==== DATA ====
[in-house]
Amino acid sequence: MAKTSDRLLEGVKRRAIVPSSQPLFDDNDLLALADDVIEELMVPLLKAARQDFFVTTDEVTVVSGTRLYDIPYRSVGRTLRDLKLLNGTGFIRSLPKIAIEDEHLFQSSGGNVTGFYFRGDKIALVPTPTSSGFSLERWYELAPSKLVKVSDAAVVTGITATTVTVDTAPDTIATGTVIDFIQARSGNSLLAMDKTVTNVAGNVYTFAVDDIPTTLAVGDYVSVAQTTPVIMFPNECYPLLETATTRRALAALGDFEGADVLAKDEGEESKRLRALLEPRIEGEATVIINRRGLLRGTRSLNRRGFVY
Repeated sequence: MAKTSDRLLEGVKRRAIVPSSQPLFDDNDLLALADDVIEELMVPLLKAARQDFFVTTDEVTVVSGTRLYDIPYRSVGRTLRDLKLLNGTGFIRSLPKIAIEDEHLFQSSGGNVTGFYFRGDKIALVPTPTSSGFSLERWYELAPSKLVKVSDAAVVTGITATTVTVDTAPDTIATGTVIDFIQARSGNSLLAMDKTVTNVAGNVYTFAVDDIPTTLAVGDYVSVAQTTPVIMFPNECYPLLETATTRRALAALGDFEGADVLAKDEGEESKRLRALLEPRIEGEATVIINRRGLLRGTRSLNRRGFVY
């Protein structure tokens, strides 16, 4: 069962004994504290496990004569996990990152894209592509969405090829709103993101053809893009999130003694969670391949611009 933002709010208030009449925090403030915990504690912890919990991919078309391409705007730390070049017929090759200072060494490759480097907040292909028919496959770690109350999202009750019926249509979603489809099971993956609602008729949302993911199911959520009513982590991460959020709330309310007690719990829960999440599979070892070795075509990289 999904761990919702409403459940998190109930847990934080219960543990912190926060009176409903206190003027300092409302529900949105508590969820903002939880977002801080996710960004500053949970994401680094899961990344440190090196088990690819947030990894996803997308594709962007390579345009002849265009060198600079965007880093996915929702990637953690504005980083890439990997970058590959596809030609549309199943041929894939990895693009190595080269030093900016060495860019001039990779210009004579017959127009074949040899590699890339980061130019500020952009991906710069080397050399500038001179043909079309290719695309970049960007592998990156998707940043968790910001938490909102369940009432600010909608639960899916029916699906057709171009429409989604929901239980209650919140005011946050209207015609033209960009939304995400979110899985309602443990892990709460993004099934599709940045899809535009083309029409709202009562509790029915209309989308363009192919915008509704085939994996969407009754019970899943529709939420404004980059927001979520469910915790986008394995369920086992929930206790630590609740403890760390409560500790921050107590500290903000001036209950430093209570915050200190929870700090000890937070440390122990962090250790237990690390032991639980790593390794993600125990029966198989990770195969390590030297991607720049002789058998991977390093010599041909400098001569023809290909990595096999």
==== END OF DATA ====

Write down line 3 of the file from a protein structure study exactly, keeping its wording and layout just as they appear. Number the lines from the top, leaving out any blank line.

Repeated sequence: MAKTSDRLLEGVKRRAIVPSSQPLFDDNDLLALADDVIEELMVPLLKAARQDFFVTTDEVTVVSGTRLYDIPYRSVGRTLRDLKLLNGTGFIRSLPKIAIEDEHLFQSSGGNVTGFYFRGDKIALVPTPTSSGFSLERWYELAPSKLVKVSDAAVVTGITATTVTVDTAPDTIATGTVIDFIQARSGNSLLAMDKTVTNVAGNVYTFAVDDIPTTLAVGDYVSVAQTTPVIMFPNECYPLLETATTRRALAALGDFEGADVLAKDEGEESKRLRALLEPRIEGEATVIINRRGLLRGTRSLNRRGFVY